From Canon 6D to mirrorless

Started 3 months ago | Discussions thread
Cato1040 Veteran Member • Posts: 3,937
Re: From Canon 6D to mirrorless

Rado R wrote:

Cato1040 wrote:

Rado R wrote:

ecka84 wrote:

Unfortunately, you and many others (including your suggested youtuber) are terrible at math. Because FF 24-105F4 is equivalent to APS-C 16-70F2.6. Not F4.

So, how big is and how much does the XF 16-55F2.8 weight? Same goes with XF 50-140F2.8, which is simply "destroyed" by the faster, smaller, better and cheaper FF 70-200F4.

Learn equivalence. Don't believe lies.

I said they are equivalent when it comes to landscape! For landscape photos, you care only about how wide is the lens and not speed or shallow depth of field. Most landscape photographers actually stop down to get best lens sharpness!

An exposure on crop at f4 is exactly the same as an exposure on FF at f4. You will get more light on FF, but that doesn't change your exposure as the extra light hits *different* pixels. The center pixels (where the crop sensor would be) are hit at exactly the same intensity on FF.

Try it - same ISO, same SS, same sensor, same aperture. Take one photo at 24mm and one at 16mm and then crop to the 24mm equivalence. Except for dof, perspective and IQ due to the resizing, the exposures will be exactly the same assuming that the lighting conditions did not change. Then, come back and tell me how terrible at math I am again.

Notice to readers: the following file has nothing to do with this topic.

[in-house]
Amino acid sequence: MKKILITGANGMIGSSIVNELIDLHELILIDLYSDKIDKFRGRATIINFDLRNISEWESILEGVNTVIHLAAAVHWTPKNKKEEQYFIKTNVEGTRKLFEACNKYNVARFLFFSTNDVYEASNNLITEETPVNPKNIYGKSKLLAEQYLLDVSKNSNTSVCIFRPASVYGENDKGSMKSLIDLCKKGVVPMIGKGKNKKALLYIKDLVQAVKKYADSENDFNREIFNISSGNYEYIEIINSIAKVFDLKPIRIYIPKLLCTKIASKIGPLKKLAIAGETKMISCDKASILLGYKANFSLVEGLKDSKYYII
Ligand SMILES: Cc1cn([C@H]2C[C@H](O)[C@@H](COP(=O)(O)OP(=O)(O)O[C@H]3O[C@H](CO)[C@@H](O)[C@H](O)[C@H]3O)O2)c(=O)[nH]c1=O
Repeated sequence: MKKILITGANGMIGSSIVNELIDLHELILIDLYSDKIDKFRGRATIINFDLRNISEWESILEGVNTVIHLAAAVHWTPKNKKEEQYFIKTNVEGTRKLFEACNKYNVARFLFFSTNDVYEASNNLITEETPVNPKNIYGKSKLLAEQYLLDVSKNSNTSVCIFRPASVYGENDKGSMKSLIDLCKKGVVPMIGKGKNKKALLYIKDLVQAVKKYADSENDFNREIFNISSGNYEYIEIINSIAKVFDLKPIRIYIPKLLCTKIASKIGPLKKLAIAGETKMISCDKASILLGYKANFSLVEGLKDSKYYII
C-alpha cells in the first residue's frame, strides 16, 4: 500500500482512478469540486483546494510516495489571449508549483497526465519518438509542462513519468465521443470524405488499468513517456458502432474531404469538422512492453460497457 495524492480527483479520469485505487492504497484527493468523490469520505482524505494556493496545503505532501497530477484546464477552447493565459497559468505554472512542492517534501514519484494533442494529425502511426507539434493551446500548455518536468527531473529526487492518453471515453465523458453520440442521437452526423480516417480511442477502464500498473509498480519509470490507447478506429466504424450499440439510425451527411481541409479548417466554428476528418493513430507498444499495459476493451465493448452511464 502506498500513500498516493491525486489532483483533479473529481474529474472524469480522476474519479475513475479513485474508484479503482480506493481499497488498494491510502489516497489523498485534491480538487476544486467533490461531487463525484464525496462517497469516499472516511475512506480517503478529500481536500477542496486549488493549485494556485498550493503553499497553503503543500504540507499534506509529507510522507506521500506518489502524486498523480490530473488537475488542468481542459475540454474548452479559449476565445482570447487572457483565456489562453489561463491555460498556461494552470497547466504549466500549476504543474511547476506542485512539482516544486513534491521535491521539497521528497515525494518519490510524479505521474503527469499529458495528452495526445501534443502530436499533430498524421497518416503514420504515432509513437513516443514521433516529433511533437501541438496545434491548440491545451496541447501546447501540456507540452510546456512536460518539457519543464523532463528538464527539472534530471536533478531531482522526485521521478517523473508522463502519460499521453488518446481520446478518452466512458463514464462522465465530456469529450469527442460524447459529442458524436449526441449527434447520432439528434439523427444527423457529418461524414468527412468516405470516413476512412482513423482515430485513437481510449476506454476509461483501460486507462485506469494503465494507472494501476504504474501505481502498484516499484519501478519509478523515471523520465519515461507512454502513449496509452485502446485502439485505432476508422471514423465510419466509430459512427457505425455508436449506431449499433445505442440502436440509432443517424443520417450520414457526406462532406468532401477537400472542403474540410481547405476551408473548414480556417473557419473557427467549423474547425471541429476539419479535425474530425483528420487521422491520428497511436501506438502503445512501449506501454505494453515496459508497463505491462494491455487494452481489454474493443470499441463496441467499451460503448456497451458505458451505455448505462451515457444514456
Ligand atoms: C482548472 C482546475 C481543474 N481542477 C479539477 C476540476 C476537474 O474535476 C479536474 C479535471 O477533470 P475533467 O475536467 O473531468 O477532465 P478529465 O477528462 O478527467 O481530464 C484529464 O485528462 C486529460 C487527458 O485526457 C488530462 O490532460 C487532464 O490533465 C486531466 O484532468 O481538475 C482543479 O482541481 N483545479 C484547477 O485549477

Equivalence is tricky and depends on what you're looking for.

Yes, the same SS, same aperture, and same ISO (the biggest variable) and the exposure should be the same; but when you use a smaller sensor or crop into a smaller sensor, as you mentioned before, you lose overall light, which can decrease the signal to noise ratio.

Whether that is to the point where the user cares about it or not is another issue.

Also, if one would significantly need to stop down their aperture to increase the depth of field on a larger vs a smaller sensor could be another factor (though focus stacking can also be an option).

I completely agree.

As landscape photographers shoot on tripods, wide and far, the differences you mentioned are of little significance to them. That's why I said they are pretty much equivalent to landscape photography.

The only differences that i think matter would probably be IQ and distortions. But with the sensors and software nowadays, combined with the crop, these are also not very significant.

Yea, if you are willing to take the time on the field and in post, sensor quality doesn't matter as much with exposure stacking, focus stacking, pixel-shifting...

But if you want to get the shot hand-held in one shot with more motion involved (living subjects in the frame, windy days, rapidly changing light...) then sensor quality can matter a lot.

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